Enhancing Resilience of Coastal Communities of Samoa to Climate Change


In Samoa, a climate change-related increase in natural disasters has put communities and economies at risk. The project Enhancing Resilience of Coastal Communities of Samoa to Climate Change (2012-2018) sought to enhance the resilience of coastal communities through a set of interventions at the community and sub-national policy levels.

The project implemented on-the-ground coastal adaptation measures, addressing climate change impacts on key infrastructure elements and coastal ecosystems. In addition to this, and to ensure that investments are long-lasting and sustainable, it focused on strengthening institutional policies and capabilities to provide an enabling environment for climate resilient coastal development. The project has now closed.


Project details

Climate change-induced modifications to the rural coastal environment are potentially significant to nearly 80% of the country‘s population. Assets are at risk from continued coastal erosion. The continued further loss of agriculturally productive land will threaten livelihoods and food supplies, and may force further deforestation in the more upland portions of catchments contributing to further soil erosion and increased flooding risk.

This project provided a vehicle to implement the approved Coastal Infrastructure Management (CIM) Plans on the ground as a practical community-based response to adaptation. It enabled the necessary technical and financial resources to be used in a programmatic manner which, when combined with parallel complementary works undertaken through the CRIP/PPCR will result in a countrywide adaptation response for coastal management. The implementation of responses was supported by the programme through site-specific design of adaptation interventions and active community engagement in the process.

The programme served to implement the CIM Strategy, which was originally prepared in 2000 and revised in 2006 to include specific reference to CC related issues. In particular, the predicted hazard zones were reviewed against the NAPA data (2005) and inter-alia the Climate Risk Profiles (2007) and reference was made to expected land use impacts from more frequent and intense cyclone events. 

The programme had a 3-pronged approach:

  • First, it targeted on-the-ground implementation of coastal adaptation measures, addressing climate change impacts on key infrastructure elements and coastal ecosystems in an integrated way. Integration was achieved within the framework of a comprehensive village land use plan – the CIM Plan.
  • The second prong strengthened institutional policies and capacities to provide an enabling environment for climate resilient coastal development.
  • The third area of focus was on the systematic capture and dissemination of knowledge and lessons learned to aid and inform further implementation and pursuit of climate resilient development.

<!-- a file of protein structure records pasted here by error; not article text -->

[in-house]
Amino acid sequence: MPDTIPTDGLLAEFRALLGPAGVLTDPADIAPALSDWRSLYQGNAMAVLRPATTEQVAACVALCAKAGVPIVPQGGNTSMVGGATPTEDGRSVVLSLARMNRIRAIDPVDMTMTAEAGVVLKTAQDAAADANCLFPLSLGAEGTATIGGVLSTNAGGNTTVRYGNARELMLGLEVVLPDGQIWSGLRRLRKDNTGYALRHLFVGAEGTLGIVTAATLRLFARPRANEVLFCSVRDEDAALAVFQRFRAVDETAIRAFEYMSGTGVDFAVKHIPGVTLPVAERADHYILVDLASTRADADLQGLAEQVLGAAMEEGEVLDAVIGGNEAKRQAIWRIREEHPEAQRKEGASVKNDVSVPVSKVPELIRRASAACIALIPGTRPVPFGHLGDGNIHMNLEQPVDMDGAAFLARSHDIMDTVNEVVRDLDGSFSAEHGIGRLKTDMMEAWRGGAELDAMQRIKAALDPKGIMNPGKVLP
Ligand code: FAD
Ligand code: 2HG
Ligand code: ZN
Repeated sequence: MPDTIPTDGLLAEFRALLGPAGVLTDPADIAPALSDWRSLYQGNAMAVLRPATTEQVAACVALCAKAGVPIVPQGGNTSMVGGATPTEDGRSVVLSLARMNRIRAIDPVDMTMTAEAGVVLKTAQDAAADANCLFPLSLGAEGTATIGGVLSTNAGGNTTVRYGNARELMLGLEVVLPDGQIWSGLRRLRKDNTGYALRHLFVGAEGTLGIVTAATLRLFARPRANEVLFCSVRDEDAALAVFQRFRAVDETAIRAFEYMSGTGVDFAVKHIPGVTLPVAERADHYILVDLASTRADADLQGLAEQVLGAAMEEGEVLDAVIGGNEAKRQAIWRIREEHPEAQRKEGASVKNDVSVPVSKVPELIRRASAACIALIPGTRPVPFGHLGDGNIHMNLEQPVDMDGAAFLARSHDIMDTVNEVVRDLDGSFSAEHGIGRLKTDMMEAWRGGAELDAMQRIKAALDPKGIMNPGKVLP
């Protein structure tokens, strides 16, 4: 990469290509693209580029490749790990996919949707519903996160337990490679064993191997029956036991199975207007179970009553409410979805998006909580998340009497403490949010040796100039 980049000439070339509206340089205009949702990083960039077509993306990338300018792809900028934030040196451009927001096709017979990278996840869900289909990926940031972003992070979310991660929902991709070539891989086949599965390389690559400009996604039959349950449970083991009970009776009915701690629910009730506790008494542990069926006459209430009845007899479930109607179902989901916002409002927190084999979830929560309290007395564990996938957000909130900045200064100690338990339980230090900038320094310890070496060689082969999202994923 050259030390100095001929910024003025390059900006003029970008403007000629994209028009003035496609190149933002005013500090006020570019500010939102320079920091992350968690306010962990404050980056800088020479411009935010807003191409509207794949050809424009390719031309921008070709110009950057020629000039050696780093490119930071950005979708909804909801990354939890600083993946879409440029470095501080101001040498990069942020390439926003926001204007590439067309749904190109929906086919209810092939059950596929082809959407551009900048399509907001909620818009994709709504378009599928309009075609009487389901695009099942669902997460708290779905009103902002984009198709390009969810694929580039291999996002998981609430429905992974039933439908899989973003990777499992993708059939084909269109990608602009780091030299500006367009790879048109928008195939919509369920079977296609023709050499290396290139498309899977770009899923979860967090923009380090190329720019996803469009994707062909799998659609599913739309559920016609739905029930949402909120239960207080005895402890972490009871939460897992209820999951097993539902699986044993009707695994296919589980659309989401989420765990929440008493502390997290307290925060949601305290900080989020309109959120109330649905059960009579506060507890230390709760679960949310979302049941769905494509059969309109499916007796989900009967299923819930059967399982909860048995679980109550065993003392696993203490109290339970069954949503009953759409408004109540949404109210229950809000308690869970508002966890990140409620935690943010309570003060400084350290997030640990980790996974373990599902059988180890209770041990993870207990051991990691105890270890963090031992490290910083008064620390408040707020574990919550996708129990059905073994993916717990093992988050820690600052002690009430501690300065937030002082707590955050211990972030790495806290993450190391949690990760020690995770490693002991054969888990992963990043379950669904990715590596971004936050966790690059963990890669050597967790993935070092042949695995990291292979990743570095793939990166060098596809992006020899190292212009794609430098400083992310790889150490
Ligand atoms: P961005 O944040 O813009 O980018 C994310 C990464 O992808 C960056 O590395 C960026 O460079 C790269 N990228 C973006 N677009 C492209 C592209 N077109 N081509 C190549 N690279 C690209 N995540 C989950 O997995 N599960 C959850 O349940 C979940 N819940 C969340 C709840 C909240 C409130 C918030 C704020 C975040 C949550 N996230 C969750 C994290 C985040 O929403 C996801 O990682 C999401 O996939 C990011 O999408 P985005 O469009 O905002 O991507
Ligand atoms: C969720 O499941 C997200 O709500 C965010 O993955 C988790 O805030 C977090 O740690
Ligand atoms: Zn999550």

** The following key stakeholders were consulted during the formulation of this programme proposal:

  • Ministry of Finance
  • National Climate Change Country Team
  • Ministry of Natural Resources and Environment ( GEF Division, PUMA, Technical Division, CCA Co-ordinator. Land Management Division)
  • Ministry of Women, Community and Social Development
  • Ministry of Works, Transport and Infrastructure
  • Land Transport Authority
  • Samoa Umbrella of Non-governmental Organisations (SUNGO)
  • United Nations Development Programme
  • South Pacific Regional Environment Programme
Thematic areas: 
Climate-related hazards addressed: 
Level of intervention: 
Key collaborators: 
Primary beneficiaries: 
Coastal Communities
Implementing agencies and partnering organizations: 
Ministry of Natural Resources and Environment (MNRE), Government of Samoa
United Nations Development Programme (UNDP)
Adaptation Fund
Project status: 
Funding source: 
Financing amount: 
$8,048,250 (As detailed in the program document March 2012)
Co-financing total: 


'Climate change project handed over to Government', Samoa Observer, December 21, 2018.  The ‘Enhancing Resilience of Coastal Communities of Samoa to Climate Change’ project was approved in March 2012 by the Adaptation Fund (AF) Board and run by the Government with the UNDP providing technical support. Its objective was to strengthen the ability of Samoan communities and public service to make informed decisions and manage climate change-driven pressures, in a pro-active, integrated and strategic way. Speaking on behalf of the UNDP yesterday, programme manager Yvette Kerslake thanked the various stakeholders and said the project was successfully implemented.
'Building the capacity of local communities', Samoa Observer, April 16, 2018. Four hundred representatives from villages and community organisations in Samoa have participated in ‘Call for Proposals’ workshops by the UNDP Global Environment Facility Small Grants Programme. The main goal of the workshops was to familiarise, inform, and build the local communities capacity on how they can obtain and utilize financial assistance to address their environmental challenges.
'Village of Faleu Manono, Samoa, celebrates new climate-resilient wharf', Samoa Observer, April 14, 2018. Begun in October last year, phase one of the Faleu Wharf renovation project has been completed, promopting celebration in the village. 
'Water help for Matafa’a Village', Samoa Observer, March 3, 2018.  The assistance of household water tanks currently funded under the Adaptation Fund project provide an additional 95,000 litres of clean water for the village of Matafa’a.  This week, 19 household water tanks were happily received by the Matafa’a community.
'New road, seawall for Fagaloa', Samoa Observer, February 17, 2018. Uafato and neighbouring villages in Fagaloa Bay to have a brand new road and a seawall under a government initiative, supported by UNDP and the Adaptation Fund, to combat climate change which is affecting Fagaloa’s coastline.

'Samoan villagers to receive grants for locally-driven climate adaptation initiatives' UNDP Samoa, August 2017: The Government of Samoa through its Ministry of Natural Resource and Environment, along with the United Nations Development Programme (UNDP), have awarded 12 small grants to support community-driven climate change adaptation in villages across Savaii island. The grants kick start the procurement of goods and services needed for the implementation of community-based climate resilience projects.